Similar predictions proliferated throughout the 19th and 20th centuries, and in their visions of ‘technological majesty’, as the critic and historian Perry Miller wrote, we find the true American sublime. We might blow kisses to agrarians such as Jefferson and tree-huggers such as Thoreau, but we put our faith in Edison and Ford, Gates and Zuckerberg. It is the technologists who shall lead us.

Cyberspace, with its disembodied voices and ethereal avatars, seemed mystical from the start, its unearthly vastness a receptacle for the spiritual yearnings and tropes of the US. ‘What better way,’ wrote the philosopher Michael Heim in ‘The Erotic Ontology of Cyberspace’ (1991), ‘to emulate God’s knowledge than to generate a virtual world constituted by bits of information?’ In 1999, the year Google moved from a Menlo Park garage to a Palo Alto office, the Yale computer scientist David Gelernter wrote a manifesto predicting ‘the second coming of the computer’, replete with gauzy images of ‘cyberbodies drift[ing] in the computational cosmos’ and ‘beautifully laid-out collections of information, like immaculate giant gardens’.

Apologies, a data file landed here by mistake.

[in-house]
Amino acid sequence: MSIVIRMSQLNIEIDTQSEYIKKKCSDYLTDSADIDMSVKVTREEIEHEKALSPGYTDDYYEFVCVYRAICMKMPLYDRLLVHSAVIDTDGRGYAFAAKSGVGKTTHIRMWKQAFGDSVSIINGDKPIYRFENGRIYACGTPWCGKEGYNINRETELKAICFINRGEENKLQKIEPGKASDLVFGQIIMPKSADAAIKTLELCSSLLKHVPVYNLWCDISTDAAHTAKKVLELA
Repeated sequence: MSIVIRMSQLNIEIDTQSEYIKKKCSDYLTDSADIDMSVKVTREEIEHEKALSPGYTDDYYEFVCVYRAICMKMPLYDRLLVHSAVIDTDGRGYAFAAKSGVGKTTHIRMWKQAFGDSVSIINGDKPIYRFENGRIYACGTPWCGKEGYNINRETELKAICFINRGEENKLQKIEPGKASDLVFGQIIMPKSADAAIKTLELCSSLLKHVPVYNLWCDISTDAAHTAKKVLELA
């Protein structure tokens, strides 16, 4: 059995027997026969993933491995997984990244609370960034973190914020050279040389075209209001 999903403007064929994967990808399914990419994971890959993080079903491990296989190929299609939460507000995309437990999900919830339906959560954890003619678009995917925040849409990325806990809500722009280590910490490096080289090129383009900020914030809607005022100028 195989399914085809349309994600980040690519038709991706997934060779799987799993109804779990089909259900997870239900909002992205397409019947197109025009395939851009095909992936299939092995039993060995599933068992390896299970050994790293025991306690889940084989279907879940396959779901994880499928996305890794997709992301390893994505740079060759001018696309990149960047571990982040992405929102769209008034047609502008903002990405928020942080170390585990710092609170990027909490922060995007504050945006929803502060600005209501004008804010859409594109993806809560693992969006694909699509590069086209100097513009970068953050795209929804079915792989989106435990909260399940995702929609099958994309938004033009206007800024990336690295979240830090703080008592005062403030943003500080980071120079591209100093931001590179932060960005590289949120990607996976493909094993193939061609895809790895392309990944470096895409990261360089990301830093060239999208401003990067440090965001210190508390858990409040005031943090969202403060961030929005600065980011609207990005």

The revelation continues to this day, the technological paradise forever glittering on the horizon

The millenarian rhetoric swelled with the arrival of Web 2.0. ‘Behold,’ proclaimed Wired in an August 2005 cover story: we are entering a ‘new world’, powered not by God’s grace but by the web’s ‘electricity of participation’. It would be a paradise of our own making, ‘manufactured by users’. History’s databases would be erased, humankind rebooted. ‘You and I are alive at this moment.’